The present invention can use anionic or cationic dyes of any color. Typical anionic dyes contain sulfonate or carboxylate groups. Typical cationic dyes have polymethine or arylcarbonium groups. The colorants should be water-soluble or -suspendable dyes or pigment. Formamide, at the levels used in this invention, provides these dyes with increased resistance to bleed.
Since formamide decomposes on either side of pH 6.5, a buffer may be used to keep inks that contain formamide at a pH from about 4 to about 10, preferably from about 6 to about 7. The decomposition product is chiefly ammonium formate, which is innocuous. Buffers such as ammonium acetate, ammonium formate, 2-[N-morpholino-]ethanesulfonic acid, or 3-[N-morpholino]-2-hydroxypropane sulfonic acid may be used for this purpose. Other useful buffers are well-known to practitioners of the art.
In addition, the inks may contain a bactericide. This may be any one or more of the bactericides that are commonly used with inks for thermal jet printers. The bactericide will generally constitute up to about 0.5%, preferably from about 0.1 to about 0.5% by weight, of the formulation. In the following examples, 0.3% NUOSEPT 95™ was used. (NUOSEPT 95 is a trademark of Nuodex.)
The inks of this invention have less tendency to bleed. In one test for this property, a thin line of one color is printed on paper. After a time delay of 100 to 1000 milliseconds, two lines of a different color are printed adjacent to each side of the first line. The print is then examined carefully to detect bleeding of one color into the other.
The inks of the present invention can be used wherever aqueous inks are employed and there is a need for a bleed resistant print. They are, however, specifically designed to operate in a color thermal ink-jet device, analogous to the DESKJET™ (DESKJET is a trademark of Hewlett-Packard Company), which is a monochrome device.
An ink was formulated consisting, by weight, of
2.3% Food Black 2 (FB2),
0.3% NUOSEPT 95, and
the balance water.
A second ink was made as in Example 1, except that 3.0% Direct Blue 199 was substituted for FB2.
A third ink was made as in Example 1, except that 1.0% Direct Yellow 86 was substituted for FB2.
A fourth ink was made as in Example 1, except that 3.0% Acid Red 27 was substituted for FB2.
Bleed tests were run with the yellow ink of Example 3 and black inks as in Example 1 but with varying amounts of formamide. First, a line of black, about 1/32" wide, was printed. After a specific time delay of between 100 and 1000 msec, lines that were parallel to and abutting the black line were printed; these lines were about 1/16" in width.
The bleed rating of black ink into the yellow was evaluated by several individuals by comparison with a set of in-house standards ranging from 1 to 10 the higher the number, the worse the bleed. Their ratings were averaged to come up with a value for a given ink. A difference of 1 unit is easily discernible to a trained observer and is significant. The acceptable threshold was 2.5, and the marginal rating threshold was 4.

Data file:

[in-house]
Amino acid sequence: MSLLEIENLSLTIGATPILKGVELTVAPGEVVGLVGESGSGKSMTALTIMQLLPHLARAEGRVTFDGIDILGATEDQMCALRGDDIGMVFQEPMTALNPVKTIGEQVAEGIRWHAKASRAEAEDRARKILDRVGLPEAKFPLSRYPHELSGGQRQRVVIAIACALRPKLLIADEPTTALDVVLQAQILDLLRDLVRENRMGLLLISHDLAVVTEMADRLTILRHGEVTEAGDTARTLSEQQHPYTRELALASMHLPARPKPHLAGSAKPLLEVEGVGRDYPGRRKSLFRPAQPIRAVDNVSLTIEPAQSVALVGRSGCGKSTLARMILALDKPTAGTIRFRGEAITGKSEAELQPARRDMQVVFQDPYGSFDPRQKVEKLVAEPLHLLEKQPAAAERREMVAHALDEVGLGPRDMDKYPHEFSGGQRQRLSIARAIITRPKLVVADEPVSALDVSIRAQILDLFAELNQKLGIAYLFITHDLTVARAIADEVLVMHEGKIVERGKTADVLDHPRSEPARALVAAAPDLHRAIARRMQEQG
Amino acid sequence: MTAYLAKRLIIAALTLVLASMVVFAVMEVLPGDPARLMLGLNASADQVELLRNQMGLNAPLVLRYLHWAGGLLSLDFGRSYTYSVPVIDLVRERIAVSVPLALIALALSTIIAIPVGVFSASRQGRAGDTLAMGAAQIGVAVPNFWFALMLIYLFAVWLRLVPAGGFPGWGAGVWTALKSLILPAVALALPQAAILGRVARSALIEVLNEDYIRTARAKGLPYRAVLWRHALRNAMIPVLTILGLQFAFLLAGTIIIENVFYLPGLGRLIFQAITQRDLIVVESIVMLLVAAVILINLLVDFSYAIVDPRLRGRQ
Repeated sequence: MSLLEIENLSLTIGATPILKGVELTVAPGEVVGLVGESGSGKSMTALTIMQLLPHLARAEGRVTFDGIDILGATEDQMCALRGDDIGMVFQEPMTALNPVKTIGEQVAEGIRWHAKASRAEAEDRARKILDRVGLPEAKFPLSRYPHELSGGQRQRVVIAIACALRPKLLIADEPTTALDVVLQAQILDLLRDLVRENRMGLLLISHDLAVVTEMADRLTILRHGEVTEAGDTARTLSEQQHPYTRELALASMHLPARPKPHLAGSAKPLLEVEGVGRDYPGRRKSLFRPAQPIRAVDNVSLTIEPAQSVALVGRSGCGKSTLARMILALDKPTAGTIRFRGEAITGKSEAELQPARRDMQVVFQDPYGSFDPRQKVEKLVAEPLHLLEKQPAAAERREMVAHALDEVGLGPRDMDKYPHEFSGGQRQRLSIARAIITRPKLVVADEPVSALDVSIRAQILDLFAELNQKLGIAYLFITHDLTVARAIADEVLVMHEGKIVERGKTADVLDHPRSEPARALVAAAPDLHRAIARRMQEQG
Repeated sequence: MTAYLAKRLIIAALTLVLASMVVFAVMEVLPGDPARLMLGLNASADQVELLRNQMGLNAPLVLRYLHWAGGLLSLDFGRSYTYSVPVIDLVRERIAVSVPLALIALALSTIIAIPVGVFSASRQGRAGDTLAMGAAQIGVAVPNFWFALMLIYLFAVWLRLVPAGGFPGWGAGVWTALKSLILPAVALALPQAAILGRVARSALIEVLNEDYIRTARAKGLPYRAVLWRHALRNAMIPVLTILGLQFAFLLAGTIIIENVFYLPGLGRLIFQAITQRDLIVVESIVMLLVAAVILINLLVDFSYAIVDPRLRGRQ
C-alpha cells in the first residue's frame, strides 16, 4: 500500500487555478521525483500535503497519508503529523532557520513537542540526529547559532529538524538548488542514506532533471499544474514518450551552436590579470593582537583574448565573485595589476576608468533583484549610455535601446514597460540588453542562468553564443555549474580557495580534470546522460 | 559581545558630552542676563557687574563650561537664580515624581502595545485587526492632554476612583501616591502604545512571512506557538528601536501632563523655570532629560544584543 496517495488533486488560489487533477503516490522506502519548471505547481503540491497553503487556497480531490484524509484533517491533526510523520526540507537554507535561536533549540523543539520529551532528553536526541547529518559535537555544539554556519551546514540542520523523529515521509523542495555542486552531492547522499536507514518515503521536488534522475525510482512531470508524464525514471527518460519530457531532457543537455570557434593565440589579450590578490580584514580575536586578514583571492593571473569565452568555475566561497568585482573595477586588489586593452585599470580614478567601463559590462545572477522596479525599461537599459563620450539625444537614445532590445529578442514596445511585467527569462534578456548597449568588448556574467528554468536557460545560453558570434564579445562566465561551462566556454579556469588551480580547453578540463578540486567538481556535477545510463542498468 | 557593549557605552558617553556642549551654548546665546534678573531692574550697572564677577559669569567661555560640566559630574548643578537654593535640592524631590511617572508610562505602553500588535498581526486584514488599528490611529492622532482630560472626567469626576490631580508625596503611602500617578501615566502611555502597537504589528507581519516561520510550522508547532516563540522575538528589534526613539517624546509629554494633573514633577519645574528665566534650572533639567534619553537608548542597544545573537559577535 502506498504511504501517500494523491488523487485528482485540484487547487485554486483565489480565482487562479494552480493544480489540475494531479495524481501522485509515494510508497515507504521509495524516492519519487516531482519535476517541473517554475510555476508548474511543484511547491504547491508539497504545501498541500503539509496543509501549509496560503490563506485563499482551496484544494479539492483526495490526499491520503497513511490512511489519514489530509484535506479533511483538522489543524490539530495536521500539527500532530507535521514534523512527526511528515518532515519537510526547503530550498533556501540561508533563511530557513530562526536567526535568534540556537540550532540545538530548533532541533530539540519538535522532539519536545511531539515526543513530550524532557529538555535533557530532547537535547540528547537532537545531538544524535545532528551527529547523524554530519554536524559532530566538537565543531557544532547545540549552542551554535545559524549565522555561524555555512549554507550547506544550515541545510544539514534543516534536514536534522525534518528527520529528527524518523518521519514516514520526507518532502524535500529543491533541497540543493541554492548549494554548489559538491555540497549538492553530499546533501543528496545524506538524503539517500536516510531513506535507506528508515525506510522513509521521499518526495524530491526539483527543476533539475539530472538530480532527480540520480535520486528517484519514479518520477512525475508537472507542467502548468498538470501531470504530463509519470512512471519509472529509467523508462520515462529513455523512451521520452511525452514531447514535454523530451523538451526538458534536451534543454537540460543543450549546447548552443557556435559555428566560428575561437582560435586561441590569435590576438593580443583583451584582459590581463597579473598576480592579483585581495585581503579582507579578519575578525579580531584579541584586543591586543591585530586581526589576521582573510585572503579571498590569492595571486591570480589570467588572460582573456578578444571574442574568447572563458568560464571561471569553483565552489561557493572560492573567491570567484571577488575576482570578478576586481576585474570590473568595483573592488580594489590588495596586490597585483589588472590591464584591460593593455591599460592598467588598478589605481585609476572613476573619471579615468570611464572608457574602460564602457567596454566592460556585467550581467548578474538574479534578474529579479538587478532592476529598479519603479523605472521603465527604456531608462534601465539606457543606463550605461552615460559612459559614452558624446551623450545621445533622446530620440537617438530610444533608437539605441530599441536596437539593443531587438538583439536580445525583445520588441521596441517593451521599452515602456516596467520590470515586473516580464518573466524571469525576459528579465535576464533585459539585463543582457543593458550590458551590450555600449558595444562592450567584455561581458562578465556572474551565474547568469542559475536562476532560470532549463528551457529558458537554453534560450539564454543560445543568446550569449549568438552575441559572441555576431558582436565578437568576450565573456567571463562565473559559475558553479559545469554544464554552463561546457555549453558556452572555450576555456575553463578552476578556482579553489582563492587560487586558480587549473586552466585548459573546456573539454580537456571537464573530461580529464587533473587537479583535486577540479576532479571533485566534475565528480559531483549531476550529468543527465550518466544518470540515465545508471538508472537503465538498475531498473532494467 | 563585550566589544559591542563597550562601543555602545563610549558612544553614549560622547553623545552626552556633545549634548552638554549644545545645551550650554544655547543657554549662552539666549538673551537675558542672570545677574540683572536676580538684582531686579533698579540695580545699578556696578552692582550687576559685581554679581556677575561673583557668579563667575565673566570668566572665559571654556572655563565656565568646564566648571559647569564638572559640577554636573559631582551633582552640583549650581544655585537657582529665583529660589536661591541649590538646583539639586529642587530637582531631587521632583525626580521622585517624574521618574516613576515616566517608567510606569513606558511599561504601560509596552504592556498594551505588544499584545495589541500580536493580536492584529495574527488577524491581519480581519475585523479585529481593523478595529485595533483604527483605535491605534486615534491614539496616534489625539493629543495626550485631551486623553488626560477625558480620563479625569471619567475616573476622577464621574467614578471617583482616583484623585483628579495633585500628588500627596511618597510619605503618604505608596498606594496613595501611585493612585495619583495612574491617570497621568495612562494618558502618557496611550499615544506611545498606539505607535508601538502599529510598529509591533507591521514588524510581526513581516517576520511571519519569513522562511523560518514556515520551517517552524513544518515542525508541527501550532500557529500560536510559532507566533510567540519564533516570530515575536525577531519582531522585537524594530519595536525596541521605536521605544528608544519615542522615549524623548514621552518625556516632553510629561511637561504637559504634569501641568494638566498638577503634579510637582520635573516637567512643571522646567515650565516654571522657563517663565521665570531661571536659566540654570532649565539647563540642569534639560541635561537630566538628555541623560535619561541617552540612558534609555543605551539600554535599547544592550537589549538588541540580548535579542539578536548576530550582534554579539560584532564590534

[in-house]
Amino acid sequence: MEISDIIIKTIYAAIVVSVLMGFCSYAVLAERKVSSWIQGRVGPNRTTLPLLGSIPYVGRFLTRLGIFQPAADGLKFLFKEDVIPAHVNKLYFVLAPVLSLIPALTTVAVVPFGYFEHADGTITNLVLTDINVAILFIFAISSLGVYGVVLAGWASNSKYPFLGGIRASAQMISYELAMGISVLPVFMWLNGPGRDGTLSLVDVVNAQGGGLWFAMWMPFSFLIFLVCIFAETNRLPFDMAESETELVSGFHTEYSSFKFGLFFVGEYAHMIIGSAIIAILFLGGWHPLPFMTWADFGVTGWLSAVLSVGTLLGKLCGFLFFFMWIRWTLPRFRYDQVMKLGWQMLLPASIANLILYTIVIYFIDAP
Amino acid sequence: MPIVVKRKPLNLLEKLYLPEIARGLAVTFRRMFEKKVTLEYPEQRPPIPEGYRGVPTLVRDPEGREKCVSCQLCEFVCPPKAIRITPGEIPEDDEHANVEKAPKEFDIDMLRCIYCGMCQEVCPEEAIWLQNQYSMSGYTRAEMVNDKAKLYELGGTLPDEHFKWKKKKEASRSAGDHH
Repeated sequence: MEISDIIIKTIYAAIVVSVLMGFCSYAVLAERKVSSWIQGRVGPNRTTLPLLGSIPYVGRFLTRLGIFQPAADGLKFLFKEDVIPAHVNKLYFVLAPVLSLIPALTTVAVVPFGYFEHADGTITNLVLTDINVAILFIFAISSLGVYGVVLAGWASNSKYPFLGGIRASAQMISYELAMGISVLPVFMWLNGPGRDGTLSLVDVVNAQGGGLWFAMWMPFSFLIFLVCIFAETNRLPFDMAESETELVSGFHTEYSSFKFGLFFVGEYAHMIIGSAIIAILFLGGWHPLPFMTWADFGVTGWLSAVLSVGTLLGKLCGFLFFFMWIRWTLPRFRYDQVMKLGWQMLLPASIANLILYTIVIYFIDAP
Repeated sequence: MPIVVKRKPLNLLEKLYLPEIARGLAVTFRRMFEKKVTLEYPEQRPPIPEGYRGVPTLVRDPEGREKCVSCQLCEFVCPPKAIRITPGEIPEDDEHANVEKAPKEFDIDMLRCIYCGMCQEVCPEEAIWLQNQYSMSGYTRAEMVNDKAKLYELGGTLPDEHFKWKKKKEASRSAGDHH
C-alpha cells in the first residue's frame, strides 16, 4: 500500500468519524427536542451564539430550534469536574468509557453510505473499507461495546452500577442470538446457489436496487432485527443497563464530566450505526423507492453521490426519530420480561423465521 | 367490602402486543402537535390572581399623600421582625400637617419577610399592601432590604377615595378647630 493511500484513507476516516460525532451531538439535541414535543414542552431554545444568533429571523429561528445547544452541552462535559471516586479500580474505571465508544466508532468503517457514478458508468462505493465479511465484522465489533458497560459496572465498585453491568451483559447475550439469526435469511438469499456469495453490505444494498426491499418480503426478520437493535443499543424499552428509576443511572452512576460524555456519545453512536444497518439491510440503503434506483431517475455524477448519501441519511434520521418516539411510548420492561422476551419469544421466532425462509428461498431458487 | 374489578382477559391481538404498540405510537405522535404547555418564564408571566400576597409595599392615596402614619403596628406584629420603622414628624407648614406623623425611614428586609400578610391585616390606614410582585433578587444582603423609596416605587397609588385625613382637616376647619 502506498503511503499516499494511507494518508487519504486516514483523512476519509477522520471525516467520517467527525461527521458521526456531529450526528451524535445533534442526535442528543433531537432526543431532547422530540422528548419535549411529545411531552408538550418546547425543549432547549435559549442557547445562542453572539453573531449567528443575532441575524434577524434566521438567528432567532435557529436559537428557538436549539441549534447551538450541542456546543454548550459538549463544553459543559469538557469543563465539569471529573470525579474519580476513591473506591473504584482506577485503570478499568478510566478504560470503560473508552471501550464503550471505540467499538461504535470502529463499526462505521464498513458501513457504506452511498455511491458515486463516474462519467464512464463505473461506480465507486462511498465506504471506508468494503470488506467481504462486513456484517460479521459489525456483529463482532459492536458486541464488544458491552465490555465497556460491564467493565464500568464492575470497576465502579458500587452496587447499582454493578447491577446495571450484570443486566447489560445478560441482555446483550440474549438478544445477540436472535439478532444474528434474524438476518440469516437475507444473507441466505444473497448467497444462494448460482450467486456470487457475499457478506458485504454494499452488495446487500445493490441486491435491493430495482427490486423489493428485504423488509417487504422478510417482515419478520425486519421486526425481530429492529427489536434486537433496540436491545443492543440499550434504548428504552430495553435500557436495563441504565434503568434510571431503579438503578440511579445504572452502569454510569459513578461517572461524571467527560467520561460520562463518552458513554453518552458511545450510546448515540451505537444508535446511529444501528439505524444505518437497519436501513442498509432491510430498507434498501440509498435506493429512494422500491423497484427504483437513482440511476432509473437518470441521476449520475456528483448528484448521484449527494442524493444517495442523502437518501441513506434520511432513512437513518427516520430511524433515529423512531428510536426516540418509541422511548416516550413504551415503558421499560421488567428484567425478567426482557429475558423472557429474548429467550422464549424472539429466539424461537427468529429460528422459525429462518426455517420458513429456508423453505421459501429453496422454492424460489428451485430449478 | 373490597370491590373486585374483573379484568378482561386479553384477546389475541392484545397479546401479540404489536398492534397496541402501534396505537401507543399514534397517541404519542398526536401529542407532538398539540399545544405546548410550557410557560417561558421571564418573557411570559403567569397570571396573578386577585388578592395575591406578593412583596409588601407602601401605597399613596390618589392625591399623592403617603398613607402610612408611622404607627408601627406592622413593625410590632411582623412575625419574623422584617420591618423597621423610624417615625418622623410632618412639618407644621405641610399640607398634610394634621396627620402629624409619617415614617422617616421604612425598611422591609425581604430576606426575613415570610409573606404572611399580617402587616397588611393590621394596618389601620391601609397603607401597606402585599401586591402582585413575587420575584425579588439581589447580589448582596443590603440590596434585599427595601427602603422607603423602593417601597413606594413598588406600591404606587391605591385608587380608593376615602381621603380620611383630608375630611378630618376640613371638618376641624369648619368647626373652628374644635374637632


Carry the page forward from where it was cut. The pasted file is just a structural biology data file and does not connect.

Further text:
As illustrated in FIG. 1, tests carried out at either 4 kHz (240 msec delay) or 6 kHz (120 msec delay) as represented by crosses 2 and stars 1, respectively, were unacceptable, regardless of the formamide concentration. The lines associated with the data points represent a best fit of the observed data. Tests carried out at 2 kHz (360 msec delay) as represented by blocks 3a, b, and c were acceptable at formamide concentrations up to 15%, marginal at 20 to 25%, cf. blocks 3d and e, and unacceptable at 30%, block 3f. Interpolation at 10% formamide would place the upper printing frequency at 3.7 kHz, for marginal acceptability.
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|U.S. Classification||106/31.43, 347/100|
|International Classification||C09D11/00, B41M5/00, C09D11/02, B41J2/01|
|Mar 4, 1991||AS||Assignment|
Owner name: HEWLETT-PACKARD COMPANY, PALO ALTO, CALIFORNIA A C
Free format text: ASSIGNMENT OF ASSIGNORS INTEREST.;ASSIGNORS:MUELLER, BRUCE E.;STOFFEL, JOHN L.;REEL/FRAME:005622/0189
Effective date: 19900702
|Aug 3, 1995||FPAY||Fee payment|
Year of fee payment: 4
|Aug 24, 1999||FPAY||Fee payment|
Year of fee payment: 8
|Jan 16, 2001||AS||Assignment|
Owner name: HEWLETT-PACKARD COMPANY, COLORADO
Free format text: MERGER;ASSIGNOR:HEWLETT-PACKARD COMPANY;REEL/FRAME:011523/0469
Effective date: 19980520
|Aug 25, 2003||FPAY||Fee payment|
Year of fee payment: 12